Why does Shakespeare insert the role of the Apothecary into the play?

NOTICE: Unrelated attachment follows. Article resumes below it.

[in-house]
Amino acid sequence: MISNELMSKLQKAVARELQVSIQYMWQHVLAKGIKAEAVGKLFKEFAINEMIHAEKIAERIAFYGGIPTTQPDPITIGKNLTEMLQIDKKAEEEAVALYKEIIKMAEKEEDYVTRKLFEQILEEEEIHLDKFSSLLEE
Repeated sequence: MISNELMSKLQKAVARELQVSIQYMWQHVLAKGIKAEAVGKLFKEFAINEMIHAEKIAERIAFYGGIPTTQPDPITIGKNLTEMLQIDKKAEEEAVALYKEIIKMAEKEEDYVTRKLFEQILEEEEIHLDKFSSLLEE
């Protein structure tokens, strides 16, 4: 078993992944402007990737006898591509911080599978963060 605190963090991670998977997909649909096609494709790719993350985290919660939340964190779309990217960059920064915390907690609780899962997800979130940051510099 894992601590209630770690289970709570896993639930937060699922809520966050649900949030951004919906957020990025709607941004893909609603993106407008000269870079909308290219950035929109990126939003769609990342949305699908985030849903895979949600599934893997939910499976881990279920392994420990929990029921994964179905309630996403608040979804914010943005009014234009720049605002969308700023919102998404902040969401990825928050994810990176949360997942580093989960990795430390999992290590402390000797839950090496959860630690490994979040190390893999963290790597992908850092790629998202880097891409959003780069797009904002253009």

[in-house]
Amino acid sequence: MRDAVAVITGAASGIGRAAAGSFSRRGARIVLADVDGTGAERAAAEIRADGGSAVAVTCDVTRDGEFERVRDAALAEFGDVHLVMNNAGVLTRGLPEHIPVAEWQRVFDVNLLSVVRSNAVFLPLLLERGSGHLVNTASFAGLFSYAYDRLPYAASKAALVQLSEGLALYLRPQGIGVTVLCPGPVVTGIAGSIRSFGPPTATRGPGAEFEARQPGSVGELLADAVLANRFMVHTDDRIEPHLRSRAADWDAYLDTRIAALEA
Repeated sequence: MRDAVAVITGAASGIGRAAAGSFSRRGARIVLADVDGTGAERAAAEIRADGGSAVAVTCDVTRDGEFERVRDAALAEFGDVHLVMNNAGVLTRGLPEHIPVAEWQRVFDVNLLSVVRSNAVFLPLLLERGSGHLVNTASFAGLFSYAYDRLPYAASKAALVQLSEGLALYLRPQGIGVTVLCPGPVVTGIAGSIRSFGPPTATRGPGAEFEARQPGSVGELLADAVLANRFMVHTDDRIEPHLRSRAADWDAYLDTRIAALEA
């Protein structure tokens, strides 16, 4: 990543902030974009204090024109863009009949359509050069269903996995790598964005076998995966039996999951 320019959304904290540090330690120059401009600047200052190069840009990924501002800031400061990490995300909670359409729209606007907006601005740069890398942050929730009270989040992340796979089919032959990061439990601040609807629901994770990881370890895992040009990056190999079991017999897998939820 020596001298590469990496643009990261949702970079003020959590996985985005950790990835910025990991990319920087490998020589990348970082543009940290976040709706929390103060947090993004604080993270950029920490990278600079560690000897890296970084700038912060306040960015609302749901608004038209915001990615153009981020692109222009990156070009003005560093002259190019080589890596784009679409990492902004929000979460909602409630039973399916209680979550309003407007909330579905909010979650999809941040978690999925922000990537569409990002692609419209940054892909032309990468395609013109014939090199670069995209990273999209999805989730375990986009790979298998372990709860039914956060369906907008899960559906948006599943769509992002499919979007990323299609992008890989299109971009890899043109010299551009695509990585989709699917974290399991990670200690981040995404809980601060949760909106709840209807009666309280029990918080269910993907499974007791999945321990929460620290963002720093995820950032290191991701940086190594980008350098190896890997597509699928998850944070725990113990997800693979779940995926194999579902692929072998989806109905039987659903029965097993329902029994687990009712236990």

In the first scene of Act V, Romeo is told by Balthasar that Juliet's corpse lies in the Capulet's family tomb. His thoughts turn immediately to suicide, and when Balthasar departs he declares, "O mischief, thou art swift/To enter the thoughts of desperate men!" (V, i., ll.35-36). Romeo then recalls that a apothecary's shop is nearby, and knocks forcefully on the door to awaken the druggist. What is striking here is how badly Romeo behaves with the Apothecary. For no reason save his distraught mood, Romeo refers to the impoverished Apothecary as a "caitiff wretch." Knowing that the Apothecary is poor, Romeo offers him forty ducats. The Apothecary is reluctant to fulfill Romeo's request for a sure poison, but relents by saying "my poverty, but not my will, consents" (l.75). To this, Romeo replies in a high-handed manner, "I (pay) thy poverty, not thy will" (l.76). The mistreatment of the Apothecary by Romeo illustrates just how dependent Romeo's identity as a transcendent lover is upon the presence of Juliet. Whenever Romeo is apart from Juliet, he lapses into weakness. At this juncture, believing her to be lost forever, Romeo reverts into the part of a spoiled adolescent.